Auto insurance fraud may not be one of the more popularized kinds of fraud, but despite its lack of glamour it is still a serious issue in society.  In fact, there are multiple types of auto insurance fraud that happen regularly and cost the industry millions of dollars every year.

Hard Auto Insurance Fraud

The most serious type of auto insurance fraud is known as “hard” fraud.  This type of fraud is direct and it is deliberate and it involves taking serious actions to bilk insurance companies out of money.

Some examples of hard auto insurance fraud include staging a car theft to collect the insurance money, setting up a motor vehicle accident or even slamming on your brakes so the car behind will rear-end you.  Naturally, the end result is an insurance claim and payout, even though a crime was committed in order to get it.

Soft Auto Insurance Fraud

“Soft” auto insurance fraud happens far more often than hard fraud, but there are also fewer physical injuries and the penalties are less severe.  When committing soft insurance fraud, you might have a legitimate accident but file inaccurate claims.  This may include filing more than one claim for the same injury or exaggerating the amount of damage that occurred to your vehicle.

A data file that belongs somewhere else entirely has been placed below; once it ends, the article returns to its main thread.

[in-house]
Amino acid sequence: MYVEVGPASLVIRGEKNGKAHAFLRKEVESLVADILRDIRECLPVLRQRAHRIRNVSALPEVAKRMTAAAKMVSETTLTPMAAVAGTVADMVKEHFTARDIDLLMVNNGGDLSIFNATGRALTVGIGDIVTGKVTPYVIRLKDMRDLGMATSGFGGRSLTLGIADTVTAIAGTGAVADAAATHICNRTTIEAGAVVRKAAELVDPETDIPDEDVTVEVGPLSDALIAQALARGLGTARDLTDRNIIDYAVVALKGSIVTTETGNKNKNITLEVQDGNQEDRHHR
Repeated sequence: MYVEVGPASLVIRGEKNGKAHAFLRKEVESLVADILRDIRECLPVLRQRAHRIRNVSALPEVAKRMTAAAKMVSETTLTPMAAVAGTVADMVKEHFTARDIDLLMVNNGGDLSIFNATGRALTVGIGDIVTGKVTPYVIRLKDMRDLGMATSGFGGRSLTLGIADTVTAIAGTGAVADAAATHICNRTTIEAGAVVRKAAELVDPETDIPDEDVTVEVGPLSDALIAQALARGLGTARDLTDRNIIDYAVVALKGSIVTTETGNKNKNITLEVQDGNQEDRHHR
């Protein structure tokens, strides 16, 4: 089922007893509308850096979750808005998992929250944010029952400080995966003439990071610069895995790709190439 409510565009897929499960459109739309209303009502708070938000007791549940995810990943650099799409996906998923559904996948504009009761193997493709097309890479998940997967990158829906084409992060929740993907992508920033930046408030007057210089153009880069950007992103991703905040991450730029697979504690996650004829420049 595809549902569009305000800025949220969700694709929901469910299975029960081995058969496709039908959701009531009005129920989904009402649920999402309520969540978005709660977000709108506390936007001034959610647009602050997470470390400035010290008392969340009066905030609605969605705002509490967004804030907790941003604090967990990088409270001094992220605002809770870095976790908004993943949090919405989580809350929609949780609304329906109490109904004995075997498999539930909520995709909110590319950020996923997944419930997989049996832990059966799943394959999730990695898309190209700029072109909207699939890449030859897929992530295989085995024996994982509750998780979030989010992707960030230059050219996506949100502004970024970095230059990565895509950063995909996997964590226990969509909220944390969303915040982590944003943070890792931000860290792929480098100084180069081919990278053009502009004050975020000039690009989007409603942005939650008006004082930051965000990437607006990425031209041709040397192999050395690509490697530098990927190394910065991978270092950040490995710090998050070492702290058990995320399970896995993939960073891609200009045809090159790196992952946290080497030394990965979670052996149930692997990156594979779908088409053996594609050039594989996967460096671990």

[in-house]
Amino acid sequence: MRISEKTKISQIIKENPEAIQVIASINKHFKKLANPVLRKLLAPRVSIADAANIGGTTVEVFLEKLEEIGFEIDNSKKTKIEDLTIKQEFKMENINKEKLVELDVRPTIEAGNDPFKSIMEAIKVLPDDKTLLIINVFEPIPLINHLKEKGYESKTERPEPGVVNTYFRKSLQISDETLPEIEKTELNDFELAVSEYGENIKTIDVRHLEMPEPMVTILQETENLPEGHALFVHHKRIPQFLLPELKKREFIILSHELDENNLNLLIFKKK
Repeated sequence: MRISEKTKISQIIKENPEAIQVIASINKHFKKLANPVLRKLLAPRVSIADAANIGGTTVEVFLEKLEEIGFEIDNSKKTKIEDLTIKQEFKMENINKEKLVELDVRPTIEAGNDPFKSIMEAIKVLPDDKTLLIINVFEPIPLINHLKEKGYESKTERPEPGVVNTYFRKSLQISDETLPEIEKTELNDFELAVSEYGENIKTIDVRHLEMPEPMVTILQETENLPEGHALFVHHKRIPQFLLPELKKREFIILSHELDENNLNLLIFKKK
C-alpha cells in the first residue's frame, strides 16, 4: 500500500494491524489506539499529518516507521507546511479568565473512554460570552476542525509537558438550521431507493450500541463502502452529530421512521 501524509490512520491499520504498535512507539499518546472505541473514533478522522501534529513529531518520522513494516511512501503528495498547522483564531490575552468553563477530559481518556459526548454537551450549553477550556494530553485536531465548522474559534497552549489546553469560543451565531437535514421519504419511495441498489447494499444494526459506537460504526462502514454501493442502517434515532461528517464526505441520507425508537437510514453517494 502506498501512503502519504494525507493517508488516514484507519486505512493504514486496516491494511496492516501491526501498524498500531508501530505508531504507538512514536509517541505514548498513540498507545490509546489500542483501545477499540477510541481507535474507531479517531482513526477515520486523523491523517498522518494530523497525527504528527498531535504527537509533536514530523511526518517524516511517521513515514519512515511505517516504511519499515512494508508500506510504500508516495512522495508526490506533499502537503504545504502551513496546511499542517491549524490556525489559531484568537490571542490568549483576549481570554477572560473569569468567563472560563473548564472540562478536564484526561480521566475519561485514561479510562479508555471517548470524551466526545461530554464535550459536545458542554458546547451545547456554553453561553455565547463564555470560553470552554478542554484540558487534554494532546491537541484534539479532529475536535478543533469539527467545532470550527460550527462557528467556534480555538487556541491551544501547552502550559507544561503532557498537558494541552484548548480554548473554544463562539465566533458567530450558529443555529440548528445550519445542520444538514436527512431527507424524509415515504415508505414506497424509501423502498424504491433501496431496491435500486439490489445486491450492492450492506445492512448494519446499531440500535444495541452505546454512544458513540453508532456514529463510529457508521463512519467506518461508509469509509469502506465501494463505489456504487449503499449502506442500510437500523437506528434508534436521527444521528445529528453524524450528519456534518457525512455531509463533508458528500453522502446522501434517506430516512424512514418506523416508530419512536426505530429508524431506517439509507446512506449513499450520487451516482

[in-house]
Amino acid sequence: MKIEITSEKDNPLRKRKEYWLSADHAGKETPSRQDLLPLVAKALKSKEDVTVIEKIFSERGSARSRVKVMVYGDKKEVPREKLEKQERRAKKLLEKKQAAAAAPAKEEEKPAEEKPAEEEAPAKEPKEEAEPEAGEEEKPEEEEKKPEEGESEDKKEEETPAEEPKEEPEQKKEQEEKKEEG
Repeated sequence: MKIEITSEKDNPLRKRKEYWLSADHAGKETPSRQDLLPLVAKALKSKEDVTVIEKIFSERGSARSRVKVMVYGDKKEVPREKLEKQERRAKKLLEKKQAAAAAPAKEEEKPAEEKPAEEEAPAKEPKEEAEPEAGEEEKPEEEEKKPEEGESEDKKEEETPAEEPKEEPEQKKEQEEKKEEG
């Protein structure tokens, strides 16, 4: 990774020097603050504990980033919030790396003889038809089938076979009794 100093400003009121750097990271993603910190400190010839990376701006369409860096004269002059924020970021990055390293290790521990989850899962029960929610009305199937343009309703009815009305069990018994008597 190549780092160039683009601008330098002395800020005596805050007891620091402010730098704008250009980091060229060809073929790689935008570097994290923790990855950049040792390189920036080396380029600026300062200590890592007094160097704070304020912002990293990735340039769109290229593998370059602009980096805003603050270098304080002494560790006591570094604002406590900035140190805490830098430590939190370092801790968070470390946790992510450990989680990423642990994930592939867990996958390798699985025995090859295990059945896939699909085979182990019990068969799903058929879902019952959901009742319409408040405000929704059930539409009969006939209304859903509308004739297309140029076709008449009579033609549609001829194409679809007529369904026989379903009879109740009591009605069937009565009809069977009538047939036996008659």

Other examples of soft car insurance fraud include falsifying lost wage reports that resulted from the accident and bumping up repair totals from your mechanic.  Even providing false information on your auto insurance policies to try and get lower rates is considered a form of soft auto insurance fraud.

The Aftermarket Add-On

Getting “extras” added to your vehicle after you buy it isn’t anything unusual.  You may outfit it with new rims, a new shifter or steering wheel, or special detailing.  However, did you know that if you’re in an accident and your insurance company pays out the amount on your original policy, but you  remove any of those aftermarket add-ons, you’re technically committing auto insurance fraud?

Sounds pretty confusing, doesn’t it?  Car insurance fraud covers many different definitions, and the specific definitions may differ depending on where you live.  Intentionally committing hard or soft auto insurance fraud is one thing, but getting involved in a situation like the aftermarket add-on scenario when you didn’t even mean to is totally different.

When you call about an auto insurance policy, be sure to mention fraud and one of our experts will explain everything you need to know, so you have all the information you need.  Auto insurance fraud is serious stuff, and auto insurance policies are often confusing, so we’re here to help!